Tuesday, January 1, 2019

Conventional Medicine--Loperamide

Disclaimer.  This is not medical advice.  I am not a licensed health practitioner.  This is just another post on an item you might wish to have available if needed so that a physician can treat you and your family as best as possible.  No medication, including those available over the counter, should be taken without consulting a physician.

Loperamide, generally known better by its trade name of Imodium, is one of those handy little tools to have in the medicinal toolbox.  But it's not so critical as to merit discussion right up there with antibiotics and OTC pain relievers.  I don't know that I've ever taken loperamide in my life, but my husband does occasionally and very much likes to have it on hand. 

So why discuss it now?  Why not wait until much later and cover more essential medications now?  Because loperamide could soon go the way of Sudafed.  If you recall, Sudafed used to be available over-the-counter right next to all the other cold remedies.  However, due to its use by meth-heads in manufacturing methamphetamine, you now have to go to the pharmacy counter, show your driver's license, and sign for it.  And you are limited in how much you can purchase each month.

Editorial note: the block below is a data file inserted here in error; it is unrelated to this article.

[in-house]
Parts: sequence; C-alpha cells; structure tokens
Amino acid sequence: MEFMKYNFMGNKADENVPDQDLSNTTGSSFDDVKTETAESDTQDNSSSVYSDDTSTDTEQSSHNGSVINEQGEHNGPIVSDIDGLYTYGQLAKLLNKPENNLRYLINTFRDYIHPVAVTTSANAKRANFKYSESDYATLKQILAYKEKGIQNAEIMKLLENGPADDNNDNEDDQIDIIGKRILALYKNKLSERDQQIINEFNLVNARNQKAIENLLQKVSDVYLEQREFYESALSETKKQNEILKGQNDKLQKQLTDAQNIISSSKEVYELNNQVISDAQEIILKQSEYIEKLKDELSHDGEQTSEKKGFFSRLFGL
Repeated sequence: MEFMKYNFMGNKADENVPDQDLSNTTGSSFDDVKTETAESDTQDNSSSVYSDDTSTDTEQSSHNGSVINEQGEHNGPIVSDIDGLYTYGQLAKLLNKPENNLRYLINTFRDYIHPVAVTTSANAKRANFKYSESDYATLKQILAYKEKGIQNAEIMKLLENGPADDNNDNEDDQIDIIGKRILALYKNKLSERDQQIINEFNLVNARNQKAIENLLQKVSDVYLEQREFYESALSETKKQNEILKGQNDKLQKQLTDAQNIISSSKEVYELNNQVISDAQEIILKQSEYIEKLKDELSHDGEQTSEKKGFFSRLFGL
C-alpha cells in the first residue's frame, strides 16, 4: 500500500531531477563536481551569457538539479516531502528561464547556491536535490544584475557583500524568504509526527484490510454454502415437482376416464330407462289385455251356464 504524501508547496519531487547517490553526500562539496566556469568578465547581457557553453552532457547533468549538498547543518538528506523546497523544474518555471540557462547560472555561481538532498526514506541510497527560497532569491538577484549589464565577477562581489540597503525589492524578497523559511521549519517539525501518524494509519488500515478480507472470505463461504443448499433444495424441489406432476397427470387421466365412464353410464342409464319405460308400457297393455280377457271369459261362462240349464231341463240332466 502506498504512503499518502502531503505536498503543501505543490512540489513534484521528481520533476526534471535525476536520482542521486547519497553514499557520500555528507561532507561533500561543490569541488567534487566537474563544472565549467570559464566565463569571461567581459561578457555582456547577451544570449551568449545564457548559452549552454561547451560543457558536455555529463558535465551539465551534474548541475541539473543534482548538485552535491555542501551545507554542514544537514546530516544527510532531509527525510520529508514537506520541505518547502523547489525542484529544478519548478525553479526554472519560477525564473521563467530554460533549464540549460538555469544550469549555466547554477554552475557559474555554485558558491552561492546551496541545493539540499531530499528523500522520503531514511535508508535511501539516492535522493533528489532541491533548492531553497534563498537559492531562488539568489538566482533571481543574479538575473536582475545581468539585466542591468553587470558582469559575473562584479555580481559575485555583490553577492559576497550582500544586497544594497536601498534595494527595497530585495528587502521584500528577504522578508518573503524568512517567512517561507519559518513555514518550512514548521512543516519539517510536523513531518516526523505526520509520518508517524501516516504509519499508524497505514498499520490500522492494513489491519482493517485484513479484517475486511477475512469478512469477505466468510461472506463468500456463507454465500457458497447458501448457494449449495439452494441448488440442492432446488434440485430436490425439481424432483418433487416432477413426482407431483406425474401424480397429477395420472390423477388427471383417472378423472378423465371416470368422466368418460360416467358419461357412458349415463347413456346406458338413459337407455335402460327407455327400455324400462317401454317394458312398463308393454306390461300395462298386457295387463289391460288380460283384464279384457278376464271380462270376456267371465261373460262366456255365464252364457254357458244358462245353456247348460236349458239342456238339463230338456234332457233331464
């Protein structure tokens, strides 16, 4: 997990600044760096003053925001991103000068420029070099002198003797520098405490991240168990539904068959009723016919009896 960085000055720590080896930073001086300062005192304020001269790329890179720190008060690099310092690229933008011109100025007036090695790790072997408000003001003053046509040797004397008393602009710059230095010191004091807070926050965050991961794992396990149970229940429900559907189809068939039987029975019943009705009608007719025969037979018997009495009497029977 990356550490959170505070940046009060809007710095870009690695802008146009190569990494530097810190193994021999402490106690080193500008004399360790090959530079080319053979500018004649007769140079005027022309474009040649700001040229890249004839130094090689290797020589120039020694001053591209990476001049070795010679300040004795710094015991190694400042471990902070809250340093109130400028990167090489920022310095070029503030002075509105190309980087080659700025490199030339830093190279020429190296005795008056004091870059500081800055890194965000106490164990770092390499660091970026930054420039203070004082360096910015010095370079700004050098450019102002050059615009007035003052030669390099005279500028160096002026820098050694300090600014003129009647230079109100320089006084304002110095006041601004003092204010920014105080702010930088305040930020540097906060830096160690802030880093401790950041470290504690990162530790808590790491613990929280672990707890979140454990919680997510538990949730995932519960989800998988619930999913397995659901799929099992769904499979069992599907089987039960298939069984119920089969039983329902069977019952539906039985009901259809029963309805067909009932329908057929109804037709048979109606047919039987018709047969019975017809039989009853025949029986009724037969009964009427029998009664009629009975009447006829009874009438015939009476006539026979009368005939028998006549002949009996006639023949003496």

Loperamide may follow suit at any time. That's because it's also known as "poor man's methadone."  Loperamide is actually an opioid, and abusers have turned to taking it in extremely large doses, like 200+ pills at once, to treat withdrawal symptoms.  So now the FDA is considering limiting our access to larger quantities.  They've asked manufacturers to package the tablets in in blister packs of eight tablets.  And you really shouldn't need more than that to treat a simple case of diarrhea.  But, we're preppers, and we like to stock up.  As recently as April 2018 one could buy 400 tablets at Sam's Club for about $4.00.  I can't find any at Sam's now online.  The cheapest I see on Amazon is $8.46 for 96 tablets.  Still, when you need it, you need it. 

Loperamide, used medically since 1976, is on WHO's List of Essential Medicines for its use in treating diarrhea due to gastroenteritis, irritable bowel syndrome, and mild traveler's diarrhea.  It is NOT used for treating cholera, salmonella, typhoid, or Clostridium difficile; you want to get the bacteria causing these conditions OUT of the body ASAP.  Loperamide's job is to slow down intestinal motility and keep fluids IN the body.

Loperamide should not be used by pregnant or nursing women or in children under the age of five years.

Copyright 2018, Jennifer Rader, PrepSchoolDaily.blogspot.com.

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